Behavior

Mutual avoidance is the predominant social behavior and most bandicoots are essentially solitary. During courtship and mating, male and female bandicoots associate for a limited time and several males may mate with a single female. The young may follow their mother for a short time after permanent emergence from the nest. Male-male interactions are always aggressive and in captivity will result in serious injury or death. Most species are nocturnal, some more strictly so than others, but southern brown bandicoots are often diur-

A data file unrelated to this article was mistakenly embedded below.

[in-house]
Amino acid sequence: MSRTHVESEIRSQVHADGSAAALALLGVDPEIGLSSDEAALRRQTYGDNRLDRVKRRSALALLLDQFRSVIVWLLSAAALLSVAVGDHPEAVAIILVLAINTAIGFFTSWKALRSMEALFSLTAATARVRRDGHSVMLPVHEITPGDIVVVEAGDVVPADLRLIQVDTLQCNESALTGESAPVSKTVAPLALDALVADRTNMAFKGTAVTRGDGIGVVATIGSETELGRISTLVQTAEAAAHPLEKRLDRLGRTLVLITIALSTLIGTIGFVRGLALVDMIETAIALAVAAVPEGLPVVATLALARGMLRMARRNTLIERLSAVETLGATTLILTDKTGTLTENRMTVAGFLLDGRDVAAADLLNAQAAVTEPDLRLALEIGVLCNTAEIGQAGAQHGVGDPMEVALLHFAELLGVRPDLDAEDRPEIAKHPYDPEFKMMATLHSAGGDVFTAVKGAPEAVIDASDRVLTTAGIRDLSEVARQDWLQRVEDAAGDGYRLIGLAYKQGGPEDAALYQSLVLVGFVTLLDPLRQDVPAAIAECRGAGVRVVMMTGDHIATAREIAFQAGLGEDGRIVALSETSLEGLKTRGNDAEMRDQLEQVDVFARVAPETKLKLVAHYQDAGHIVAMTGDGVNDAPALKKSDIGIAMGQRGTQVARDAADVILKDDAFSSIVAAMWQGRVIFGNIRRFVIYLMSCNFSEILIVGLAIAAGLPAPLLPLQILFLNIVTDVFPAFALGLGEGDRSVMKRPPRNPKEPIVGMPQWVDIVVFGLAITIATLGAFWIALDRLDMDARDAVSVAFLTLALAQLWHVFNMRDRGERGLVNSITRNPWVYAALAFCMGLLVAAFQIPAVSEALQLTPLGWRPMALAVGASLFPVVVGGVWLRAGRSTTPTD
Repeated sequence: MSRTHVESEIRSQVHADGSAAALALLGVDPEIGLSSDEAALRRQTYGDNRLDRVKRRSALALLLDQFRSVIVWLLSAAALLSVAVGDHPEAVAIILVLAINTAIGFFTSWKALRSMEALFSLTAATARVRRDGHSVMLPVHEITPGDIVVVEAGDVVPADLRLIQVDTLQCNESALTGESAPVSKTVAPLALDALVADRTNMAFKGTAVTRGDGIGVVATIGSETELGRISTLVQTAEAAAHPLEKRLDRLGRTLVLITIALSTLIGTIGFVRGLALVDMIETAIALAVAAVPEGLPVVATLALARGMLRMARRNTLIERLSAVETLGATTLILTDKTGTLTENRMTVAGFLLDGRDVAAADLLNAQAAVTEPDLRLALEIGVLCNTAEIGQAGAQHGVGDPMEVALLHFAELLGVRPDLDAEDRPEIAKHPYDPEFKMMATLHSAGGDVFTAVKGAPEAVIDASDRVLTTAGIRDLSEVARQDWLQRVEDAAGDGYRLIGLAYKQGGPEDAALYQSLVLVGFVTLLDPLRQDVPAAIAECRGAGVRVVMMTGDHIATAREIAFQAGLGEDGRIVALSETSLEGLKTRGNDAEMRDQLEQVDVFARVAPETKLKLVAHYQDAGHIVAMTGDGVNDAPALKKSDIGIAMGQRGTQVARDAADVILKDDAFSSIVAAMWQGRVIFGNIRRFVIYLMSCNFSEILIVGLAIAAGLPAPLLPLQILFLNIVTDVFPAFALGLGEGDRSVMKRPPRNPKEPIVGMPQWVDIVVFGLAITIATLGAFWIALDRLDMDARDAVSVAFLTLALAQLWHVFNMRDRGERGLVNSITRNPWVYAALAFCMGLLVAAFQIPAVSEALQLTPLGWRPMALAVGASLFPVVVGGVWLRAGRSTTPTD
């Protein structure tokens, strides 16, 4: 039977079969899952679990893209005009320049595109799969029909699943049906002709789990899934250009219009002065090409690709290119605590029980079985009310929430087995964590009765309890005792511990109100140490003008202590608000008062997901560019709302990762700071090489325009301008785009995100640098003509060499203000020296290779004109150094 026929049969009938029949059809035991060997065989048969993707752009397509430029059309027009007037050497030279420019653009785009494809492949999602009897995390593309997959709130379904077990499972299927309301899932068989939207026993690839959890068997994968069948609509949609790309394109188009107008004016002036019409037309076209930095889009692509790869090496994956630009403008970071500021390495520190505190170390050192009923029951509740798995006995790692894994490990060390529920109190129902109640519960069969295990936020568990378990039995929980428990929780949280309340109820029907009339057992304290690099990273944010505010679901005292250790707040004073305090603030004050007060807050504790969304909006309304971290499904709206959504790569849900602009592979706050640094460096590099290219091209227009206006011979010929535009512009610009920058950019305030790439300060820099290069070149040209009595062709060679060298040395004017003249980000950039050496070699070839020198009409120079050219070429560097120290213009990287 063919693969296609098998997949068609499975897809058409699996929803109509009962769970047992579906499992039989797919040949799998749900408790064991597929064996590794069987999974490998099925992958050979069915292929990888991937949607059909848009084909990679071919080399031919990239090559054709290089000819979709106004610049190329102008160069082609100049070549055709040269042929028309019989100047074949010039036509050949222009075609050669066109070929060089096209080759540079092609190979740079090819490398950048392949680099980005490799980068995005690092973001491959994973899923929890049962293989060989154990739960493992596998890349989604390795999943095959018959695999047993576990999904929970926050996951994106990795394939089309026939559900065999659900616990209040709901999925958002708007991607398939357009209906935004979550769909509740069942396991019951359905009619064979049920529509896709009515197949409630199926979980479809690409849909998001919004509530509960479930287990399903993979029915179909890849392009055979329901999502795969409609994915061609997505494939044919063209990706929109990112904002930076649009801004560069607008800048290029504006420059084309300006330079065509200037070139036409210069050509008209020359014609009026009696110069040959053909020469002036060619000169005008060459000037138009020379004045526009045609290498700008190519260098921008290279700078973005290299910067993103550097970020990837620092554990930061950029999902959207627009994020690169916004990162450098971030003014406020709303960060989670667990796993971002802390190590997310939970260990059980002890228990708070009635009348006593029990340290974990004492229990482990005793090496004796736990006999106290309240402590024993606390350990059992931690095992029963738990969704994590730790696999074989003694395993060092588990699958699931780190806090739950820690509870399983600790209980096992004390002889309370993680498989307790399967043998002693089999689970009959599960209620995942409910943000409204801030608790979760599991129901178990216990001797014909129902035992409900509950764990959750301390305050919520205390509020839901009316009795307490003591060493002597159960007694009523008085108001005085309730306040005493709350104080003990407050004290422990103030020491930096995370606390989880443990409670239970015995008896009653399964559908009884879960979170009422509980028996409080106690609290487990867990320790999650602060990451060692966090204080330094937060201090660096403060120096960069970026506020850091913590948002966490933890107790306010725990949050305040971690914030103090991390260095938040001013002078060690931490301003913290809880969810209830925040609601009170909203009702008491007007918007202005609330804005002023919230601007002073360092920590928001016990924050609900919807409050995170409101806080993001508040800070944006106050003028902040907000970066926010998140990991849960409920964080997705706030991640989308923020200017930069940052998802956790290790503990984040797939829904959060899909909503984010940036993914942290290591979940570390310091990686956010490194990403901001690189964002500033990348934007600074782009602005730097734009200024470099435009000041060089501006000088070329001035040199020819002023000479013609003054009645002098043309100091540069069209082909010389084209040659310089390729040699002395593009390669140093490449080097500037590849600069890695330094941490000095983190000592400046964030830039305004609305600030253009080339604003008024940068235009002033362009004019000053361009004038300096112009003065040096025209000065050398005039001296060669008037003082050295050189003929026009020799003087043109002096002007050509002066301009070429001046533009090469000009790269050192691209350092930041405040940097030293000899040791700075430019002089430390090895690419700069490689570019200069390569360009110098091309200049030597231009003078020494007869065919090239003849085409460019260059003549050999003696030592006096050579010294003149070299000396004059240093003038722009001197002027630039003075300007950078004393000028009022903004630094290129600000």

A northern brown bandicoot (Isoodon macrourus) foraging for insects in leaf litter in Eucalyptus forest. (Photo by B. G. Thomson/Photo Researchers, Inc. Reproduced by permission.)
A northern brown bandicoot (Isoodon macrourus) on the grass. (Photo by Tom & Pam Gardner/FLPA-Images of Nature. Reproduced by permission.)

nal. Bandicoots adopt several distinct postures when at rest, but when alert will often stand tripedally, with one foreleg raised and retracted towards the body, or stand erect on their hindfeet. Locomotion is quadrupedal and involves walking, running, galloping, and leaping. The latter is believed to be an escape mechanism. Vocalization is restricted to honks, snorts, and sneezes, which may be used to clear the nostrils after digging.

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